US ice cream maker Dreyer’s Grand Ice Cream has said it has developed a “slow churned” method of making ice cream that produces a “light” product with the taste and texture of full-fat ice cream.

In its first application of the new technology, the company is to launch new Dreyer’s Grand Light (available west of the Rockies) and Edy’s Grand Light (available east of the Rockies) in May.

In a bid to counter declining sales of light ice cream, Dreyer’s said it had spent the last five years researching and developing the new technology. The company saw a 75% increase in light sales in market tests of the slow-churned ice cream in the last year.  

Dreyer’s said that in the slow churning process, the fat molecules are kneaded at a colder temperature, stretching and distributing them widely so the ice cream tastes like it contains more butterfat, although the ingredients are the same as in the company’s current Dreyer’s Light variety.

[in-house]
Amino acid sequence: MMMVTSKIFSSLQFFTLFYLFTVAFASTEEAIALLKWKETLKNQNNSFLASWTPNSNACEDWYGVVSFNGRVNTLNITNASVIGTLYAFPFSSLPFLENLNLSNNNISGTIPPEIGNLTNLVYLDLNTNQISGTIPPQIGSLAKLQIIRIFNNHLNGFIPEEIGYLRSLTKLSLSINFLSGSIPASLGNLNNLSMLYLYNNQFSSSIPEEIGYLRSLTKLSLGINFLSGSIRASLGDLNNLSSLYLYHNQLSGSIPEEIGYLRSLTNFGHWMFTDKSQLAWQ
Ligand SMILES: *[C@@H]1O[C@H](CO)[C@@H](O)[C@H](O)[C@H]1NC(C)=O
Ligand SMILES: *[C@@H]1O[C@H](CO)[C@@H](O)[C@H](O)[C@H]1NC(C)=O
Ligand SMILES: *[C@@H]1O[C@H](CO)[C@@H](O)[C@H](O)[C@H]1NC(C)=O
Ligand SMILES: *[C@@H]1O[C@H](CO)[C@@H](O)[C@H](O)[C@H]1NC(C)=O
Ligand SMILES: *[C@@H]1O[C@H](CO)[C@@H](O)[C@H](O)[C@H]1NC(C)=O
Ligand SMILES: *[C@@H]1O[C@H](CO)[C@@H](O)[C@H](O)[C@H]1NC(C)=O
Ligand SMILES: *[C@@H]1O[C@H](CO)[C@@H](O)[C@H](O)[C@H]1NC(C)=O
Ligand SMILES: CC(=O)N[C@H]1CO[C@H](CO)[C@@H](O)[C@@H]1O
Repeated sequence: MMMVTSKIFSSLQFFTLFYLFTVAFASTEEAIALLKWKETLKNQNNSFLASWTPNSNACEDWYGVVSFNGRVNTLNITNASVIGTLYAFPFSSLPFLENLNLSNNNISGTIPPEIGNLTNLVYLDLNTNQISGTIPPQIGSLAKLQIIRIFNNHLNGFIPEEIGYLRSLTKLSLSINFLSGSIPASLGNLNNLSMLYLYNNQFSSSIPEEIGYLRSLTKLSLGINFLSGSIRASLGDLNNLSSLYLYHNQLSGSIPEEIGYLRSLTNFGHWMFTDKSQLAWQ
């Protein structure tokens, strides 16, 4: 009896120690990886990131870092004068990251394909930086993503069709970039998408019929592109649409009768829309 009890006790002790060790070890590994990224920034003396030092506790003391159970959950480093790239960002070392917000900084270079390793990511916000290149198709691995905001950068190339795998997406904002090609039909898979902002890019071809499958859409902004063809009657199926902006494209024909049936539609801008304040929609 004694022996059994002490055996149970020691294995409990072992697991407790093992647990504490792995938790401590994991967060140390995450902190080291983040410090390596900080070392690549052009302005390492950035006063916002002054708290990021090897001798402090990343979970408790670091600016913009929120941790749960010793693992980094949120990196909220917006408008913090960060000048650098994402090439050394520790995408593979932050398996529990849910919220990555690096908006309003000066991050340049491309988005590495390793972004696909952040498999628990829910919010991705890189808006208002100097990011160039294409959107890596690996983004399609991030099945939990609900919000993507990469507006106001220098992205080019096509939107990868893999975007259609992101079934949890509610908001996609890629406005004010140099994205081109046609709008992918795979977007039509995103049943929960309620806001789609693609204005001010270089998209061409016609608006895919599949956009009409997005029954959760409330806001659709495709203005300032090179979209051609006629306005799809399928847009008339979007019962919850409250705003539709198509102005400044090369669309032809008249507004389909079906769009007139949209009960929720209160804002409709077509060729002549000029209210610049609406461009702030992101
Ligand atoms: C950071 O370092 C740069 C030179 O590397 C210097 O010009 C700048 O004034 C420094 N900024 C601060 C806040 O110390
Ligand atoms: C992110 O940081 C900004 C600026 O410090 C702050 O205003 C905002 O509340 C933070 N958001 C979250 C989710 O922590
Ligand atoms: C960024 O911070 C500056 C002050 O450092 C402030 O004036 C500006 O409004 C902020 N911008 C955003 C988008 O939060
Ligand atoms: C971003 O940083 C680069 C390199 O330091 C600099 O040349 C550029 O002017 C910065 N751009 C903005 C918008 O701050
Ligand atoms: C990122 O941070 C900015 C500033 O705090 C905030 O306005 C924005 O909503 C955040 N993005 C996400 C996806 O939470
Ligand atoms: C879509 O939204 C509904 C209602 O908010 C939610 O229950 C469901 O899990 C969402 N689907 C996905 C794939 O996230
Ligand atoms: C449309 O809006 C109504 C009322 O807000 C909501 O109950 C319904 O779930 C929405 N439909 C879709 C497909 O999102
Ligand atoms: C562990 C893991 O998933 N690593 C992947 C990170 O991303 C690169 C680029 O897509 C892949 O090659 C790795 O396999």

The company said that in blind taste tests nearly eight of ten consumers concluded the new variety was either a full-fat premium or superpremium ice cream.

“By 2005, we will have invested a record US$100m in bringing this new and innovative method of making ice cream to American consumers,” said T. Gary Rogers, Dreyer’s chairman and chief executive officer.

Besides classic flavours such as Vanilla and Chocolate, Dreyer’s Grand Light will be available in Butter Pecan, Chocolate Chip, Cookie Dough, Cookies ‘N Cream, Eggnog (Seasonal Limited Edition), French Vanilla, French Silk, Fudge Tracks, Mint Chocolate Chips, Mocha Almond Fudge (Dreyer’s only), Neapolitan, Pumpkin (Seasonal Limited Edition), Rocky Road, and Strawberry.